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How does an employee qualify to receive SSDI benefits?

On Behalf of | Mar 9, 2020 | Social Security Disability

Suffering from a disability or a serious injury that results in an inability to work is only part of the equation of qualifying for Social Security Disability Insurance benefits. California employees need to have also earned the minimum amount of work credits before they can apply for SSDI. 

Out of every paycheck earned, an employer withholds payroll taxes. These withholdings help fund the nation’s disability insurance program. Employees who regularly pay into the program earn credits toward their eligibility to receive SSDI benefits. As noted by U.S. News & World Report, four is the maximum number of credits that an individual may earn by working and paying taxes throughout an entire year. 

Filing for benefits — time frames and work credits required 

To qualify for SSDI benefits, an individual must have accumulated a minimum of 40 work credits. To begin receiving benefits, an employee must also have earned 20 credits within the 10 years before his or her disability began. 

An employee may need to show proof that his or her disability began at least one year before a benefits application. Maintaining records of doctor visits, treatments received and prescriptions purchased may help prove how long an individual has suffered from a disability.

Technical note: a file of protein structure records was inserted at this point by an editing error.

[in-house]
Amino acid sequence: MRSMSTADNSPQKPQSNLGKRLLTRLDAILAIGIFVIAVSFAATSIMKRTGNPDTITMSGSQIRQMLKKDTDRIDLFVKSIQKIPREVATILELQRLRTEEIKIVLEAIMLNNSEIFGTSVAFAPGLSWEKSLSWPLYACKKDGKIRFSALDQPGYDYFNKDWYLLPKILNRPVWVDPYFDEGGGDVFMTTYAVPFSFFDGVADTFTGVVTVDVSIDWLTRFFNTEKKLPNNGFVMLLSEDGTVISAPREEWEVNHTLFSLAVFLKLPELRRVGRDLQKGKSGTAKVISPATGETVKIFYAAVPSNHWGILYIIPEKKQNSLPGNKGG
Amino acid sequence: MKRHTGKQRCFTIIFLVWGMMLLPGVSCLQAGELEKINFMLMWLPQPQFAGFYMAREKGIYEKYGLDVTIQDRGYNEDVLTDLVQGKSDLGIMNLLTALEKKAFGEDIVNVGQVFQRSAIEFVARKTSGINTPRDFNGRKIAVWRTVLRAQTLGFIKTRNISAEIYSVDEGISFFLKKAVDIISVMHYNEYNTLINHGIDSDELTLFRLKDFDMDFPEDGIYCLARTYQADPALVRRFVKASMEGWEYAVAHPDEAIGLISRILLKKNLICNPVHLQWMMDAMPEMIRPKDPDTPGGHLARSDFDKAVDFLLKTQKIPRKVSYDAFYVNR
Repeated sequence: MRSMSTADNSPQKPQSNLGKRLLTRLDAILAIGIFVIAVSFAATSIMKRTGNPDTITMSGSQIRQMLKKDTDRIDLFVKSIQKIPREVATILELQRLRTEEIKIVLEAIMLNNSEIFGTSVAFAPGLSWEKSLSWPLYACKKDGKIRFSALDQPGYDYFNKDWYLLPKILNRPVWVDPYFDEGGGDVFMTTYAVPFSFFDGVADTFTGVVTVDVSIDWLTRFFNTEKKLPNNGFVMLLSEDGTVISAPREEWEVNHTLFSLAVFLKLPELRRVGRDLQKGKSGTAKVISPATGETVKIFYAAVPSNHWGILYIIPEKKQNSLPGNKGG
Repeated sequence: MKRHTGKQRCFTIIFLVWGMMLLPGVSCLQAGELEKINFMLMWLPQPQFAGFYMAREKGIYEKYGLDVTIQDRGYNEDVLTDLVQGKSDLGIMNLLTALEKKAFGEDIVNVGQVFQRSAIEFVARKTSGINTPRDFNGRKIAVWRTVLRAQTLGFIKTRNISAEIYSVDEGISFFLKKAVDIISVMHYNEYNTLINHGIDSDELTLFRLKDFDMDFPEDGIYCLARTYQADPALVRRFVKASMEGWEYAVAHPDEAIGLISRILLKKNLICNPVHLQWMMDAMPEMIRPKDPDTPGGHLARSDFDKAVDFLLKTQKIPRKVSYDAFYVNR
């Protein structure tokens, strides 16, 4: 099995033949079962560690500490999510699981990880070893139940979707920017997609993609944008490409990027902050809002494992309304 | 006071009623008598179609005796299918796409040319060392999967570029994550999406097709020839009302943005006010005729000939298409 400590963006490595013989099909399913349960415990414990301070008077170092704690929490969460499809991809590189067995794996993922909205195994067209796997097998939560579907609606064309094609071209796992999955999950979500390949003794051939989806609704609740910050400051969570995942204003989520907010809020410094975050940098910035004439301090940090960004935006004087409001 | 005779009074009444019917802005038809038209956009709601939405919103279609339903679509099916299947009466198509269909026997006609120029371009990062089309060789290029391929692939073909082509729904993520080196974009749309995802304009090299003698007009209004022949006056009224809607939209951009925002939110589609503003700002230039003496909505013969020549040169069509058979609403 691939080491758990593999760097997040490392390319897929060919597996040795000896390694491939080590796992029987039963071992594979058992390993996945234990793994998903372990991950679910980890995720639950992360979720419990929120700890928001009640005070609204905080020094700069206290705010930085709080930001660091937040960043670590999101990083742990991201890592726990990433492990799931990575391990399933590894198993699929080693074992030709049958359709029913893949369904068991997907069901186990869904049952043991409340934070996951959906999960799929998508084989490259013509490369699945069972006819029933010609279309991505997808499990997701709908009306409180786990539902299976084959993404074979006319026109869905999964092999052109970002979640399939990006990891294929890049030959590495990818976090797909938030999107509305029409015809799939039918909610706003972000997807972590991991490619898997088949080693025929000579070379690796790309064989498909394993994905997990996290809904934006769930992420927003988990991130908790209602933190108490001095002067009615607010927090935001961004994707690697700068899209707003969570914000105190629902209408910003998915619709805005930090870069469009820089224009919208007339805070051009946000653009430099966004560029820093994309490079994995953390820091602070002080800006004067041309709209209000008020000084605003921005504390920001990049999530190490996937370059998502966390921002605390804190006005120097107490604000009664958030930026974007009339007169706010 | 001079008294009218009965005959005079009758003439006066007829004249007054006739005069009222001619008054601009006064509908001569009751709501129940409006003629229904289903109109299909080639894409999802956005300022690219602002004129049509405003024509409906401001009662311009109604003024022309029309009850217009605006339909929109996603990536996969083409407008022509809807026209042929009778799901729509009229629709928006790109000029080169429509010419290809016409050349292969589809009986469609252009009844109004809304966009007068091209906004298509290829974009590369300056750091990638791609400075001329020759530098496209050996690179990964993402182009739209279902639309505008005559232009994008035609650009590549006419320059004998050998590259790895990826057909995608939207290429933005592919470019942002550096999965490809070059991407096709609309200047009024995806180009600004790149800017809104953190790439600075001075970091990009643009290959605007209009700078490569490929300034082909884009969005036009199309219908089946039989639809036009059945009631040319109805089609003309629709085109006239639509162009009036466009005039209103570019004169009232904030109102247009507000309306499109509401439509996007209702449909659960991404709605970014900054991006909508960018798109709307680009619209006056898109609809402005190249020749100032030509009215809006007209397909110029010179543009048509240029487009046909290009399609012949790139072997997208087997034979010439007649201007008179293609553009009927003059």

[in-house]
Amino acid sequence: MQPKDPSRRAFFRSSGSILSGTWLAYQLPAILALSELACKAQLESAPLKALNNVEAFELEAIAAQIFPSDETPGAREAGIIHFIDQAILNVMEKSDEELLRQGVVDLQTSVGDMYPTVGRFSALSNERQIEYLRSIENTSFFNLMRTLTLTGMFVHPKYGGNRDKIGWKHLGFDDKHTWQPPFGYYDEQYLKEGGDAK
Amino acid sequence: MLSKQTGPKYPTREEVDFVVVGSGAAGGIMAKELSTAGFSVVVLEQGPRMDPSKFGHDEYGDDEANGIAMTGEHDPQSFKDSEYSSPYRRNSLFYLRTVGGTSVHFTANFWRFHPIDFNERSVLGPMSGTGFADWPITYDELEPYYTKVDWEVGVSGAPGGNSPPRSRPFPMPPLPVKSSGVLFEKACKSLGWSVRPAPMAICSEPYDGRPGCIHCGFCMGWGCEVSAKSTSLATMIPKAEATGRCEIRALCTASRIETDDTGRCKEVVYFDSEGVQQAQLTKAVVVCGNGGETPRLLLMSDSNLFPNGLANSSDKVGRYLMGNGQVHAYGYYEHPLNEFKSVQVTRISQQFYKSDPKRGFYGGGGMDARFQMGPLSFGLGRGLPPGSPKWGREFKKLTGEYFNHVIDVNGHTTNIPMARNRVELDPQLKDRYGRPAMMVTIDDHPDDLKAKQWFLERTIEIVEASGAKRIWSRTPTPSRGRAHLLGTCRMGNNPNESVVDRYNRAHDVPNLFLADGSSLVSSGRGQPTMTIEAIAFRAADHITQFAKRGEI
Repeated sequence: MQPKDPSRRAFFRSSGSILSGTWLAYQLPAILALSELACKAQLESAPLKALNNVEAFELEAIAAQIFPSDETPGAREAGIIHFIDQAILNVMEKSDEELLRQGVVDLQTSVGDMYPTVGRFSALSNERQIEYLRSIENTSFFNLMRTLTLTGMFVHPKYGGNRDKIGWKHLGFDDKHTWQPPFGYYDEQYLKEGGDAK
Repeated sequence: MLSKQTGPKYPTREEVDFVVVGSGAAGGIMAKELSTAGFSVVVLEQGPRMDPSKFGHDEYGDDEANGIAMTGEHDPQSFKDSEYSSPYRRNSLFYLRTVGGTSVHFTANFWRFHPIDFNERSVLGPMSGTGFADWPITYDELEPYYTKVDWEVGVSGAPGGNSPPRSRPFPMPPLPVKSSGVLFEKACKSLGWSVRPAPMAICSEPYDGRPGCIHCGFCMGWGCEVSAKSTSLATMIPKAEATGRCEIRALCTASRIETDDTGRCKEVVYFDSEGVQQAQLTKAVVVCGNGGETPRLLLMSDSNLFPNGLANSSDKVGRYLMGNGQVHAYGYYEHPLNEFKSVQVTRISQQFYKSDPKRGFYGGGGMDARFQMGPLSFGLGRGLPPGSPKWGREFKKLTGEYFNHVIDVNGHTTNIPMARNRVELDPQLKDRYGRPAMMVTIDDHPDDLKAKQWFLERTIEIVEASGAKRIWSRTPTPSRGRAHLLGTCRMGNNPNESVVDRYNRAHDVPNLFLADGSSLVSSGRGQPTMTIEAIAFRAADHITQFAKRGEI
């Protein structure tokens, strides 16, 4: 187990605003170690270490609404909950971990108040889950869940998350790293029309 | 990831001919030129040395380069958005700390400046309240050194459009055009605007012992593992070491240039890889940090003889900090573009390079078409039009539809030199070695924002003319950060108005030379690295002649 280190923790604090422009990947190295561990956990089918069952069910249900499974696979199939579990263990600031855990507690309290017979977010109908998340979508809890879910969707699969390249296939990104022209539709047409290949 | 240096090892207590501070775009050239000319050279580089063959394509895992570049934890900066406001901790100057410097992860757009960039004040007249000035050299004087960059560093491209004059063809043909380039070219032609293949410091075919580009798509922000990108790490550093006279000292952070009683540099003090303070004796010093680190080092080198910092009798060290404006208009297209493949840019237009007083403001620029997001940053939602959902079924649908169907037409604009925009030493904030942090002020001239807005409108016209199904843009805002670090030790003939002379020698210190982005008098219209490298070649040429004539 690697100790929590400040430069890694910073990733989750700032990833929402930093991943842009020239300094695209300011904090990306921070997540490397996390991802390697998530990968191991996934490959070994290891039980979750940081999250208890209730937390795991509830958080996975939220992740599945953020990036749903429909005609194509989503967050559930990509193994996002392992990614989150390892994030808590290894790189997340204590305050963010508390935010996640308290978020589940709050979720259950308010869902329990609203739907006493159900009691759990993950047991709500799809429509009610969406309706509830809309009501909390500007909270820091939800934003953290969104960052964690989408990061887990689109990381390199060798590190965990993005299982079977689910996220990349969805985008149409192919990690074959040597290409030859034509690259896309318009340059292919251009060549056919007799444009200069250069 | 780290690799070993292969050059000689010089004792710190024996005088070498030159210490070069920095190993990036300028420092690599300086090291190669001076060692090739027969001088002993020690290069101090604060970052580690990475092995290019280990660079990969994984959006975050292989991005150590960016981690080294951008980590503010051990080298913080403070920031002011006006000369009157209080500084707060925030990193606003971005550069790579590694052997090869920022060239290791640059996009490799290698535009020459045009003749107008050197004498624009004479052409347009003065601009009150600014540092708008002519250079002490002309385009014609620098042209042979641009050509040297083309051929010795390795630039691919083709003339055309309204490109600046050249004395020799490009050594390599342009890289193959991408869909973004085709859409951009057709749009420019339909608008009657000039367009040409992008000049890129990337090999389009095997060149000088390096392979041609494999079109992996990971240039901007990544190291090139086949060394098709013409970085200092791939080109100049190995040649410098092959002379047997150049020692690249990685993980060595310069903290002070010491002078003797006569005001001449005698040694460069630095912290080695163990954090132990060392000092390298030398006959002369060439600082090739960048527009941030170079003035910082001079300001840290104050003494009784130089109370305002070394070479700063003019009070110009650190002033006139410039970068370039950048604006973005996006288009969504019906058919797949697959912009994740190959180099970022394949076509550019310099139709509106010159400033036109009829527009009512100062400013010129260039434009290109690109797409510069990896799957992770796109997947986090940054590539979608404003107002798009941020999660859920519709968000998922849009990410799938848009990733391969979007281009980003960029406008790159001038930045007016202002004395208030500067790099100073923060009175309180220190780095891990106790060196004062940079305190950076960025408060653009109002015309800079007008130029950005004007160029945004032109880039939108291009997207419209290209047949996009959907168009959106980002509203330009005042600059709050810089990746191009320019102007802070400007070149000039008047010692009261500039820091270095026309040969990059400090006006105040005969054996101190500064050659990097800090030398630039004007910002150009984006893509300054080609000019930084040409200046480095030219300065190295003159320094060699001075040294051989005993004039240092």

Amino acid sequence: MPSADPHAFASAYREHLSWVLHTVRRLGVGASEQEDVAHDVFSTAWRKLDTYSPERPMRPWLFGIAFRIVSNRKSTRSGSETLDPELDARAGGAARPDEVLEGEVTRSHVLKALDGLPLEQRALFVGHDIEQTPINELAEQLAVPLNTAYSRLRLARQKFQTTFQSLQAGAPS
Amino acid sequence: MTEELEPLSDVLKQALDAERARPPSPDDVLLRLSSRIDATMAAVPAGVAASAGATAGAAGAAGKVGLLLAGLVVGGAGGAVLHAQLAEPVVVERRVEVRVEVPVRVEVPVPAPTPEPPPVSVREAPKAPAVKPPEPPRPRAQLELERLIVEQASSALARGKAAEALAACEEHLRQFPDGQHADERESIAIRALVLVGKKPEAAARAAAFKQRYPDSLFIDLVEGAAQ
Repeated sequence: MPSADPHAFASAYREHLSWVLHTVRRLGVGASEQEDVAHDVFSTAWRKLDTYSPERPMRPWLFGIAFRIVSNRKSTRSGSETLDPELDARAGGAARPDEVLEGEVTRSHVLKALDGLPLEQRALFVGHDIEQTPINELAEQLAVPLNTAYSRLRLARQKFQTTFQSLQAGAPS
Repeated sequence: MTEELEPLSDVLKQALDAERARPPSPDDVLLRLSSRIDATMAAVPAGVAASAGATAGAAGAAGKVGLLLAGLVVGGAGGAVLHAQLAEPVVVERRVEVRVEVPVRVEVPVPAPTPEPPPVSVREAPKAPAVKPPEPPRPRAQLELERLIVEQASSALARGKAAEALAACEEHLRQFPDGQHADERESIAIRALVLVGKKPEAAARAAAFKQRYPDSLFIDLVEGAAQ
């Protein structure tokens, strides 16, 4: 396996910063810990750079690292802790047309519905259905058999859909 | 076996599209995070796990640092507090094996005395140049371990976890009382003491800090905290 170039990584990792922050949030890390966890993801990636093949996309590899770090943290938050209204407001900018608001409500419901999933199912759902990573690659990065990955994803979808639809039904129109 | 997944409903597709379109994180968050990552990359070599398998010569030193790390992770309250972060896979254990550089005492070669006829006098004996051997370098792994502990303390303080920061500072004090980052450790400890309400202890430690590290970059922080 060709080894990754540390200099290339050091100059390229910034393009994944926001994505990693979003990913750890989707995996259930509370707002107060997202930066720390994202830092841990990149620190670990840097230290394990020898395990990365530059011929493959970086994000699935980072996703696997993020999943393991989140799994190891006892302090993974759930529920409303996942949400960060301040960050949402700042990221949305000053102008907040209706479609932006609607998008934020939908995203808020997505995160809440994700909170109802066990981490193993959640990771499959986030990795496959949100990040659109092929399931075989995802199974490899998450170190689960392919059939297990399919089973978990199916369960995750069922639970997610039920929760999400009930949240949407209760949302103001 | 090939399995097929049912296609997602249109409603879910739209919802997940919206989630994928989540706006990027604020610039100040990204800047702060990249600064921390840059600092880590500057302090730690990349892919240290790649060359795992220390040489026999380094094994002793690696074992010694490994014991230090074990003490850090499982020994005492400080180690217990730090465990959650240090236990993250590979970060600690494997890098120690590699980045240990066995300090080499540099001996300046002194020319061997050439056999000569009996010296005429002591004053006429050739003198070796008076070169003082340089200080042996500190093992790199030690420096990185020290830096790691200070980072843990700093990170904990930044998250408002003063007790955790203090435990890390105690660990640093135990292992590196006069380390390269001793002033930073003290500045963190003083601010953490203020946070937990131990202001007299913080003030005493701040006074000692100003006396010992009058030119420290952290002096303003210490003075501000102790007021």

Facing financial hardships 

Employees without substantial savings may feel they have no option but to continue working if they are unable to receive SSDI benefits. When a doctor’s note shows that an individual cannot carry out certain tasks, however, an employer may place the worker on a leave of absence. When an employee can neither work nor receive benefits, he or she may face severe financial hardships. 

Appealing a denial of benefits 

Even after earning the necessary work credits and submitting medical records to prove a disability exists, an individual who applies for SSDI may receive a notice of denial. The application process is oftentimes complex, and the Social Security Administration requires substantial details during its approval procedure. When the SSA denies an individual with a disability from receiving benefits, he or she has the right to an appeal. 

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